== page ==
The new long-term OBS system was deployed in October 2019!
Prof. Chris Bean explains how the DIAS team is pushing boundaries with innovative new methods as part of the iMARL project supported by the SFI and GSI in this special issue of ECO Magazine.
Buoy M6 was deployed 400km west of Galway on the edge of the Rockall Trough at the end of May 2019. Long-term OBS topside satellite and acoustic equipment attached to this weather buoy! Just waiting for the OBS to be deployed in the next few months!
The SEA-SEIS project has successfully deployed 18 NAMMU Ocean Bottom Seismometers (OBS) from the iMARL pool off the south and west coast of Ireland. The research vessel, the RV Celtic Explorer left Cobh Horbour, Cork on Tuesday 18th September. The cruise was a few days shorter than the expected 3 weeks. To get the most up-to-date news on the expedition, please look at https://sea-seis.ie.
Eoghan Daly is a research student with the Irish Centre for Research in Applied Geoscience (iCRAG) and NUI Galway. His PhD project is titled ‘Evaluating controls of acoustic noise propagation across the continental margin’.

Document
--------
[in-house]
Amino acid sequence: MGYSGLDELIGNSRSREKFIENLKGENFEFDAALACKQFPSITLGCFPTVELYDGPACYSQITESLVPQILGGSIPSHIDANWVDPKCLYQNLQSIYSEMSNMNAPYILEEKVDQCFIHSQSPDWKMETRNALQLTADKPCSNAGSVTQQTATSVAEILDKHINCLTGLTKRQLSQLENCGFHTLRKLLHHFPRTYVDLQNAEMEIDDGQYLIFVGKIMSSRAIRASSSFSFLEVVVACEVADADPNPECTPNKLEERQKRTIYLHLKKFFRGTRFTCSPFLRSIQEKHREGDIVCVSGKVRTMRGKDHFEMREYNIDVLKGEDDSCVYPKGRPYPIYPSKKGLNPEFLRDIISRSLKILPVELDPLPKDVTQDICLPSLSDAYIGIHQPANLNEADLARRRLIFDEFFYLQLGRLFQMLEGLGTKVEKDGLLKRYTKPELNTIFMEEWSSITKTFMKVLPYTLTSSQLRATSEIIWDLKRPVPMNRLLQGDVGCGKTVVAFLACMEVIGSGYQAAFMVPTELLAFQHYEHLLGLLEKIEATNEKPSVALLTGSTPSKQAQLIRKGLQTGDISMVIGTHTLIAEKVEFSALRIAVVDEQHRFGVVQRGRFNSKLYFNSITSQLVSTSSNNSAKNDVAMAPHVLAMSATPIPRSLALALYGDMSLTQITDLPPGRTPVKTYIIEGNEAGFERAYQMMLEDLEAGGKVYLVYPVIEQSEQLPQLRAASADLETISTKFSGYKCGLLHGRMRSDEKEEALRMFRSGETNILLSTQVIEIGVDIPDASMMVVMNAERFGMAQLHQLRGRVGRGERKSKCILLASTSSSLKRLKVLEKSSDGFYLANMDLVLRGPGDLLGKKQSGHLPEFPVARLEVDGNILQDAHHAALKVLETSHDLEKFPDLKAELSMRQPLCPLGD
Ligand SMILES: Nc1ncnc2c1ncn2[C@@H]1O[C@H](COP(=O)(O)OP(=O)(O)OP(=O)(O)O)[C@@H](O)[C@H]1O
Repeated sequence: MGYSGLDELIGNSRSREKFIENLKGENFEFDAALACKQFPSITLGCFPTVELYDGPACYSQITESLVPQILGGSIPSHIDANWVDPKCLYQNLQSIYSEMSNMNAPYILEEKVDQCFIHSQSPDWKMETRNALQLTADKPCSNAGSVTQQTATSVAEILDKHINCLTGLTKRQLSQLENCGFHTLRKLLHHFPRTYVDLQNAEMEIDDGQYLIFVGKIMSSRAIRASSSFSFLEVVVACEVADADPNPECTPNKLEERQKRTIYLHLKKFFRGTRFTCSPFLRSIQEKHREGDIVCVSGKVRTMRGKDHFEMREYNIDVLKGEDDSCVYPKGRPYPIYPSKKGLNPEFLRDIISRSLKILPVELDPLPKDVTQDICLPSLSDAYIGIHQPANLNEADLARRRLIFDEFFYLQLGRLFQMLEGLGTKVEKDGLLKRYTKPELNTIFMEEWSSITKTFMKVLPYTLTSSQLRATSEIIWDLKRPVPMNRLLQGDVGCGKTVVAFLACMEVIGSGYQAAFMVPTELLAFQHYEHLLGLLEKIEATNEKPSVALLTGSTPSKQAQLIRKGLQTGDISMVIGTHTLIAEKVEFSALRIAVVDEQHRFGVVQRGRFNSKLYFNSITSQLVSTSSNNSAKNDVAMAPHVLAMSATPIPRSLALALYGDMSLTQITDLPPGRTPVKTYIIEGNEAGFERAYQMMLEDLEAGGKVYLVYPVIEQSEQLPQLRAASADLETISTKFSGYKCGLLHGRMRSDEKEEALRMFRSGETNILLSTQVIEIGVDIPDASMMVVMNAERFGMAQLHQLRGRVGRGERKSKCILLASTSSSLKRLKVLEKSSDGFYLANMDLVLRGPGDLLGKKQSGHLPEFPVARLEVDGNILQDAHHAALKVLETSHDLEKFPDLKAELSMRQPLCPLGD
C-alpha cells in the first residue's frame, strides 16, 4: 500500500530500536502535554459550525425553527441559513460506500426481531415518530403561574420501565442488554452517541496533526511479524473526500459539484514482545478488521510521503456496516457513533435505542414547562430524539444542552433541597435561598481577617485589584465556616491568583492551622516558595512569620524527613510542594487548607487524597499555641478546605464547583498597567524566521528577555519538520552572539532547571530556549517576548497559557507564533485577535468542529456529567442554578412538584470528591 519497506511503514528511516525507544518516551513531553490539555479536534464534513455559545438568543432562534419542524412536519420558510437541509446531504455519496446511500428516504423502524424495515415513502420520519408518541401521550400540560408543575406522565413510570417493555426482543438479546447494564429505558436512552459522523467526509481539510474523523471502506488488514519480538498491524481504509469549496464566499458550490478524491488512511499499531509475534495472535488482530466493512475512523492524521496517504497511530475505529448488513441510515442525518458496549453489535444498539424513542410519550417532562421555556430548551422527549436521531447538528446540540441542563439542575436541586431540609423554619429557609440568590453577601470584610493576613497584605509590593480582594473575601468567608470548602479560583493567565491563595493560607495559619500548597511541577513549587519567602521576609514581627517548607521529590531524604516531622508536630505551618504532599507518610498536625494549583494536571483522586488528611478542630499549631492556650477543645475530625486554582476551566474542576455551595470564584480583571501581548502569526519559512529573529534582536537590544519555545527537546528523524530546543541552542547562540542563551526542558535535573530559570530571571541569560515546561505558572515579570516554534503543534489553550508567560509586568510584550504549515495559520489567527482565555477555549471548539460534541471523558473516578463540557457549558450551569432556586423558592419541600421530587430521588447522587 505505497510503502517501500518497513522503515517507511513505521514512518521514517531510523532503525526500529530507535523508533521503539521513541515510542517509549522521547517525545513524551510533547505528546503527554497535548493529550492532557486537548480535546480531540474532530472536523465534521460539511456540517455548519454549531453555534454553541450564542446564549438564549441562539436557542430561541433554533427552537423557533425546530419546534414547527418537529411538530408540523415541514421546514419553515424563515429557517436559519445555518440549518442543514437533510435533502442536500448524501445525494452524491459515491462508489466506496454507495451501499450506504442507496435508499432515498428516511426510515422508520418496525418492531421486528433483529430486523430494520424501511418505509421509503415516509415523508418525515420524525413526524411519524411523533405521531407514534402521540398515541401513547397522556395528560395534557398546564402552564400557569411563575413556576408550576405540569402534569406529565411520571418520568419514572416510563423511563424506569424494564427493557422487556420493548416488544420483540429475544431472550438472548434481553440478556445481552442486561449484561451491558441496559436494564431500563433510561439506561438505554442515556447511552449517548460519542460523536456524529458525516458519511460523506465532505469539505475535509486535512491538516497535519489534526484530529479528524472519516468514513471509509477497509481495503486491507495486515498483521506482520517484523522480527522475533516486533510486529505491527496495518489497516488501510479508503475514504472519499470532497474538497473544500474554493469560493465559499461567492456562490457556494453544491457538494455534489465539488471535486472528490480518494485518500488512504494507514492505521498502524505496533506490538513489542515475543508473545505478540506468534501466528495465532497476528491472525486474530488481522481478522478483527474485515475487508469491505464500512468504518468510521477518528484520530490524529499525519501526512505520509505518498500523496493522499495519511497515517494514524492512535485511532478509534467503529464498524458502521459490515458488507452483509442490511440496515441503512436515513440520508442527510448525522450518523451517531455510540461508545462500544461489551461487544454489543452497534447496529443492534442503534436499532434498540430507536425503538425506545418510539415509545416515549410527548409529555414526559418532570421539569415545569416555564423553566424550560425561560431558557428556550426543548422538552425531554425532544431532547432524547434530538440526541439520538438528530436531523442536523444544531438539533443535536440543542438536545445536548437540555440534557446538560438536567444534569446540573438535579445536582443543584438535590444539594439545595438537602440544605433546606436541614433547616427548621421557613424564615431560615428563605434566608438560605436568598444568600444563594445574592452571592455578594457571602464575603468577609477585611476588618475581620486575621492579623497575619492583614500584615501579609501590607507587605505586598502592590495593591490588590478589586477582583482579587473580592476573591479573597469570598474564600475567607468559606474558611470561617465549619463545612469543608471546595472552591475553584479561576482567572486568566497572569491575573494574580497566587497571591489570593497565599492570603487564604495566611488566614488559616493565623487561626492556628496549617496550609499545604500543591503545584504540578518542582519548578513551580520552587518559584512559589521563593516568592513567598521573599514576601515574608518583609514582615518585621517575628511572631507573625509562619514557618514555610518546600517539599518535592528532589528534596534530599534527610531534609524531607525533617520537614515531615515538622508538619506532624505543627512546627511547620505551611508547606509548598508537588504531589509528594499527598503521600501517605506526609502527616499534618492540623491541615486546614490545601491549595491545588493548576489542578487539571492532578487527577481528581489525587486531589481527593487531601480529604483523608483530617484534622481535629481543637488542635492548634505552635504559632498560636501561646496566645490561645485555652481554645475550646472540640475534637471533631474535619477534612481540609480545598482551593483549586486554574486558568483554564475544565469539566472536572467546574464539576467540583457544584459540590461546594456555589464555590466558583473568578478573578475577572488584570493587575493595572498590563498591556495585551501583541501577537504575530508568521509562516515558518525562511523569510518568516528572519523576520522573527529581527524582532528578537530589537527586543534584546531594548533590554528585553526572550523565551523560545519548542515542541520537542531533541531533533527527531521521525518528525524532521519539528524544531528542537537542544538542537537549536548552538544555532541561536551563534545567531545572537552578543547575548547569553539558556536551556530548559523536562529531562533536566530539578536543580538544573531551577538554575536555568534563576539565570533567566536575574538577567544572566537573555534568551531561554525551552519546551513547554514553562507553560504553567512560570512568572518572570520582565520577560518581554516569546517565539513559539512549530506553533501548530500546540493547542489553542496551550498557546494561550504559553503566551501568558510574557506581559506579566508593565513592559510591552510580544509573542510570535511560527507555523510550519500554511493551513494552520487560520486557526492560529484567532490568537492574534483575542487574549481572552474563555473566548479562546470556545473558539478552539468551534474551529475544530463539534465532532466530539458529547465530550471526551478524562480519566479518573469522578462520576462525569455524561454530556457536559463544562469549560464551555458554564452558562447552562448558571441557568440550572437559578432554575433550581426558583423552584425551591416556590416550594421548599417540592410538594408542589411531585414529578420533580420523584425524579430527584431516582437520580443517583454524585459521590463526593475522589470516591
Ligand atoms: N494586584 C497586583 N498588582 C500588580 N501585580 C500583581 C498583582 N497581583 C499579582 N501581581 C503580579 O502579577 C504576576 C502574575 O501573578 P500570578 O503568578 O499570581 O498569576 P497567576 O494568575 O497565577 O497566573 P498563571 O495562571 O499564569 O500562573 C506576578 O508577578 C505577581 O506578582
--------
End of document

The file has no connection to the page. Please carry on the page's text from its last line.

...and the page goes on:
The survey set out to investigate how human noise travels through the water, from deep ocean to shallow shelf seas. In order to do this, equipment and expertise needs to be mobilised well beyond the scope of the PhD student and supervisor driving the project. For starters, a large collection of hydrophones (underwater microphones) were deployed to record ocean noise. This was made possible by iMARL, which is an ocean instrument pool run by the Dublin Institute for Advanced Studies (DIAS Geophysics Section), through SFI. Without the guys at DIAS we would never have got our hands on such an array of equipment.
DIAS staff and scholars had training with developer and physicist at KUM, Arne Schwenk in May to prepare for the first deployment of the NAMMU Broadband OBS-System in September for the Seaseis Project.
Researchers from the Dublin Institute for Advanced Studies (DIAS) today launched new National Infrastructure that will provide direct long term observations of the interaction between the ocean and solid Earth. The equipment will facilitate the integration of solid earth and marine geoscience leading to a better understanding of how the land and the deep ocean interact with one another, far offshore. The facility is funded by SFI with support from the Geological Survey, Ireland.